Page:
I think some of the “parasite” things are to point out that pregnancy isn’t some kind of passive joy-filled motherhood internship, as some people seem to think it is. As if it’s totally okay to expect a woman to suffer through that condition and then just dump the kid in foster care, as if the pregnancy itself is a simple walk in the park that will leave no serious impacts on her either short term or long term. Sure, there’s pain in the labor, and that’s “God’s punishment” for being a woman/whore (as if there’s a difference in the biblical worldview), but “everyone knows” that pregnancy isn’t actually dangerous or health-threatening or life-threatening, nossir! It’s “natural”, and as we all know, natural things are always harmless and benevolent!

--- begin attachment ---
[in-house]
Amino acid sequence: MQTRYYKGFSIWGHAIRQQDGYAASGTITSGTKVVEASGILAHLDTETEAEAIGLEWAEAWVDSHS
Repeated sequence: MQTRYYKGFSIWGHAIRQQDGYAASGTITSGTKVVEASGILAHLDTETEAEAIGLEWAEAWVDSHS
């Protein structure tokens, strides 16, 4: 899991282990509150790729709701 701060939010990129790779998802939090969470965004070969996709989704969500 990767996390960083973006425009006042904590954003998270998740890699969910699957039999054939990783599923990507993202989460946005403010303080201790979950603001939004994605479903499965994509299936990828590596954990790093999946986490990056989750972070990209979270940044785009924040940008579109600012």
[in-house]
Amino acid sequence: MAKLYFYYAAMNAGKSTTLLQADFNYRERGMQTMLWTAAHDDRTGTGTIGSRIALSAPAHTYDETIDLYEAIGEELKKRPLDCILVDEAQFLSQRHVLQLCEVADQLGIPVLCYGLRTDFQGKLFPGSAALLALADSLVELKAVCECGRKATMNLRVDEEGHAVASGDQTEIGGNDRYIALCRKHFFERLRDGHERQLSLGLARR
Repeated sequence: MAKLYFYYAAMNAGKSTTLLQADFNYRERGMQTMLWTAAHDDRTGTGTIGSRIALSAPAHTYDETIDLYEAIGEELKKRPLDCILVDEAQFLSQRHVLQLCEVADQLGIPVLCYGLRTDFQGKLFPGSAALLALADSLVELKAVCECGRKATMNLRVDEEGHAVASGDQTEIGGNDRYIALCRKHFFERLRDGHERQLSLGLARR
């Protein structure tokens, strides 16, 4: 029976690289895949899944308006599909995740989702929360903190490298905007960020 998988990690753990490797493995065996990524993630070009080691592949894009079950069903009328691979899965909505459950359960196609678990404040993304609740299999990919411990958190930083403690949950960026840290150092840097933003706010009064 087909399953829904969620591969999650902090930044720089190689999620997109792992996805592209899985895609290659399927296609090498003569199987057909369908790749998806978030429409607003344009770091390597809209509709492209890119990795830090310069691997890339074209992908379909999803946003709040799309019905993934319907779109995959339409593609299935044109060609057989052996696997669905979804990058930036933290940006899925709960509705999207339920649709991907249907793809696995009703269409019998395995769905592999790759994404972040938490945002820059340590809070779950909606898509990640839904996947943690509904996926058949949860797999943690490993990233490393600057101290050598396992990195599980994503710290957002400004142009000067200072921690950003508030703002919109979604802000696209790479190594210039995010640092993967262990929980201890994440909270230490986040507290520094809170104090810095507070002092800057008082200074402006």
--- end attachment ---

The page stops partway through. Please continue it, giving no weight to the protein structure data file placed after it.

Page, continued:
I mentioned the parasite thing to my mom, and she laughed and agreed, saying “to be fair, it IS a parasite!” She said that’s how she felt, like some alien creature had taken up residence in her middle and was sucking her up, right up to when I (firstborn!) came out and she saw it was a baby and that it was the weirdest thing ever.

  • Demonhype

    Well, if I’m so unwomanly and unmotherly and unnatural as to not want kids, how is it selfish of me not to want to inflict my horribleness on a potential kid? I’d like for them to answer that.

  • Alix

    Me too.

  • AnonaMiss

    The dorsal fin was an extreme example, but it would be the best treatment for a person with a severe and unusual case of body dysmorphic disorder.

  • Demonhype

    I love this. I understand when someone else is pregnant and they want to be, it’s a happy thing for them, but it’s hard for me to be genuinely happy FOR them because it’s like “you have cancer, how wonderful!” or “congratulations on your impending root canal!” It’s hard for me to be seriously genuinely verbally happy for them and sound like I mean it.

  • Demonhype